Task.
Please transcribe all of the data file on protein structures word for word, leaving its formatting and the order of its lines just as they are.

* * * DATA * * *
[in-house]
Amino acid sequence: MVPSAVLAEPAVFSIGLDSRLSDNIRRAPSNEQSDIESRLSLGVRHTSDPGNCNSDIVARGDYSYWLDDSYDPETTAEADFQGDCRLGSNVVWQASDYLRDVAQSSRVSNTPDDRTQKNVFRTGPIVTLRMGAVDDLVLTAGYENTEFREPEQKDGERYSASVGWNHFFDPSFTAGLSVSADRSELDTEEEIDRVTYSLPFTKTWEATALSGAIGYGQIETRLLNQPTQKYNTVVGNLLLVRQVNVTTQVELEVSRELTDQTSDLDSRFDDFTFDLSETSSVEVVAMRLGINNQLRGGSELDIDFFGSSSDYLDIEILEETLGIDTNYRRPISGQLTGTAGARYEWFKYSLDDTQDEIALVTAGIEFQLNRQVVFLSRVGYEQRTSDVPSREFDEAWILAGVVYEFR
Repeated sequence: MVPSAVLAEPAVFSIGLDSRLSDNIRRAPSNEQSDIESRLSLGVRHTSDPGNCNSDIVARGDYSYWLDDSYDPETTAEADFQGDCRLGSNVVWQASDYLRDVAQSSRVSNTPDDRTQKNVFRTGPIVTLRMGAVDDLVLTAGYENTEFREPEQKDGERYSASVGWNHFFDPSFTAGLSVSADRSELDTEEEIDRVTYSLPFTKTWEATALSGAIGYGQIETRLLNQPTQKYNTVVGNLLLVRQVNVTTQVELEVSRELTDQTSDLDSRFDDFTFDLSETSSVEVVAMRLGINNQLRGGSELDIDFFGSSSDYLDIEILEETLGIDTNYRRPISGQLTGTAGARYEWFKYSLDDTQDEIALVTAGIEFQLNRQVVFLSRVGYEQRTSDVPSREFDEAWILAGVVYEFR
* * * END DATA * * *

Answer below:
[in-house]
Amino acid sequence: MVPSAVLAEPAVFSIGLDSRLSDNIRRAPSNEQSDIESRLSLGVRHTSDPGNCNSDIVARGDYSYWLDDSYDPETTAEADFQGDCRLGSNVVWQASDYLRDVAQSSRVSNTPDDRTQKNVFRTGPIVTLRMGAVDDLVLTAGYENTEFREPEQKDGERYSASVGWNHFFDPSFTAGLSVSADRSELDTEEEIDRVTYSLPFTKTWEATALSGAIGYGQIETRLLNQPTQKYNTVVGNLLLVRQVNVTTQVELEVSRELTDQTSDLDSRFDDFTFDLSETSSVEVVAMRLGINNQLRGGSELDIDFFGSSSDYLDIEILEETLGIDTNYRRPISGQLTGTAGARYEWFKYSLDDTQDEIALVTAGIEFQLNRQVVFLSRVGYEQRTSDVPSREFDEAWILAGVVYEFR
Repeated sequence: MVPSAVLAEPAVFSIGLDSRLSDNIRRAPSNEQSDIESRLSLGVRHTSDPGNCNSDIVARGDYSYWLDDSYDPETTAEADFQGDCRLGSNVVWQASDYLRDVAQSSRVSNTPDDRTQKNVFRTGPIVTLRMGAVDDLVLTAGYENTEFREPEQKDGERYSASVGWNHFFDPSFTAGLSVSADRSELDTEEEIDRVTYSLPFTKTWEATALSGAIGYGQIETRLLNQPTQKYNTVVGNLLLVRQVNVTTQVELEVSRELTDQTSDLDSRFDDFTFDLSETSSVEVVAMRLGINNQLRGGSELDIDFFGSSSDYLDIEILEETLGIDTNYRRPISGQLTGTAGARYEWFKYSLDDTQDEIALVTAGIEFQLNRQVVFLSRVGYEQRTSDVPSREFDEAWILAGVVYEFR